There are many ways as parents that we can encourage healthy living and wellness amongst our children and families, and starting sooner is always better than waiting for the perfect time.
Focusing on healthy living means you won’t often be taking care of sick kids, but it also increases their mental and emotional health, and confidence, as well as your family connection, and likely your health and wellbeing in the process. Let’s take a look at five areas where you can focus on optimizing the health of your family.
Limit Screen Time
We live in a world that’s dictated by screens, so let’s be practical on this front. We’re not going to tell you to banish your phone from your life, but maybe from your bedroom? Setting boundaries with your phone, computer, and even TV screen can help support your nervous system, your overall health, and, of course, being more present and aware in the day to day moments. The World Health Organization recommends that children under the age of one are not exposed to screen time at all and that children aged one to four should have no more than an hour of screen time per day.
The truth is that these are just guidelines and that they aren’t worth stressing too much over. Create the boundaries that work for you, and determine the situations that you would like to avoid screen time in (maybe at the dinner table, for example) versus when you’re going to be more relaxed (perhaps if you are out at a meal with friends and your child is getting impatient).
Don't forget about boundaries when you are using your phone in front of your children as well— they pick up on our cues!
Research shows that spending time outdoors, specifically in nature or around trees, has drastic benefits for your mental and physical health. Spending time outside with your family allows for improved connection time, and an opportunity to ensure your children are appreciating and connecting to nature, one of the most healing, free forces available to us.
Getting outside can look like a lot of things: going on a hike or stroll in a park, heading to a playground outside, signing up to participate in a community garden, going to the beach, playing sports or recreational activities, or even just hanging out in your backyard, if you have one.
The closer you can get to the earth, the better— getting your hands dirty or feet in the grass or sand allows us to both feel a closer connection to the earth and allow for more diversity in our microbiomes. It’s such a powerful free tool to improve our health, and a great way to teach kids about embracing the power of nature during times of boredom or stress.
Connect over Meals
Mealtime is a great opportunity to connect with your family, regroup from the day, and check-in. Whether you have time to cook yourself or you’re bringing in a healthy meal, consider sitting down to enjoy your evening meal together, if possible.
If your work schedule doesn’t align with your children’s schedule, aim for having meals together on the weekends! From eating healthier meals to creating a more purposeful and intentional time to connect with your family, eating family meals hosts a range of health and emotional benefits.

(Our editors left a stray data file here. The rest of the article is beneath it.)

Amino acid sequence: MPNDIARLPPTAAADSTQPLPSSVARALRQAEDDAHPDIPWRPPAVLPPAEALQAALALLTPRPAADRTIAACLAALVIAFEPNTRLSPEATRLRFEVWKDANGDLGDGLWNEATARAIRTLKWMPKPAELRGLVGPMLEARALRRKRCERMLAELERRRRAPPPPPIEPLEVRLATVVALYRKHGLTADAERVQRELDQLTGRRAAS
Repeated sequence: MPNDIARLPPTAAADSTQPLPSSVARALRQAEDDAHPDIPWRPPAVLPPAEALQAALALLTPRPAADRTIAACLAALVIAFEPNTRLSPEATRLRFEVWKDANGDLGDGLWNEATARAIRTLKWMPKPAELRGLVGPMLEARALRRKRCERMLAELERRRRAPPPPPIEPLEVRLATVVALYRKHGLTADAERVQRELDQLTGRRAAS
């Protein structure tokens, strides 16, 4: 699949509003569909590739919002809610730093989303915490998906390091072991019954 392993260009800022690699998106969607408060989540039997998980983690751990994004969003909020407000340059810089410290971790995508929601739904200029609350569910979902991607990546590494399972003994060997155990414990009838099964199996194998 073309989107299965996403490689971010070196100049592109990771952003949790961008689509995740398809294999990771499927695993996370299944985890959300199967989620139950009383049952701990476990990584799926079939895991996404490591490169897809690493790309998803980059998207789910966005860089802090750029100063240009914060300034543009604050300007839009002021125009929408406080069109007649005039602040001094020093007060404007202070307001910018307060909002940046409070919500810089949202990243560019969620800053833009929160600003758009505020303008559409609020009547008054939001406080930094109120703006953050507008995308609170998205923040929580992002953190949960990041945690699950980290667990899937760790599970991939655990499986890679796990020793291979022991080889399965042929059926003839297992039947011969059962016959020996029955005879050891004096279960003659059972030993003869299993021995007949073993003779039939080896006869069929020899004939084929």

Boost Your Health with Snacks
Snack time is ripe with opportunities to be beneficial to our health, instead of detrimental. Instead of stocking the pantry with processed snacks, consider healthier alternatives. Cut up veggies, fruit, hummus, and even homemade baked goods provide a healthier and more nutritious option during snack time.
Since stress, anxiety, and lowered immunity, as well as inflammation, are conditions tied to sugar consumption, it’s best to avoid snacks with excess and/or processed sugar. That’s not to say you can’t make your own version of chocolate chip cookies with maple syrup or coconut sugar - just enjoy in moderation!
Lastly, let’s take a look at downtime. Since we’ve already looked at the importance of reducing screen time, it’s time to find activities that you and your child can participate in during downtime that doesn’t require a screen! Activities can include reading, playing with toys, spending time outside on a walk or at the playground, crafting, and more are great ways to encourage offline engagement.
Of particular focus may be creative projects and physical activity, which both serve an important role in children’s development, and also important for adults’ wellbeing as well!
A great activity that accomplishes so many facets of health is gardening— whether you have a yard with space for a garden, a patio to grow some herbs or access to a community garden, it’s an offline activity that helps children connect to their food, eat healthier food, and gain creative confidence.
When you start young and emphasize the importance of healthy living for your kids, it can set them up for a healthier life— physically and emotionally— in the short and long run. Setting good habits and emphasizing the importance of taking care of oneself as well as fostering relationships is not only important for your children’s health but your health as well as parents! Try integrating these strategies as a family and see how much better you feel.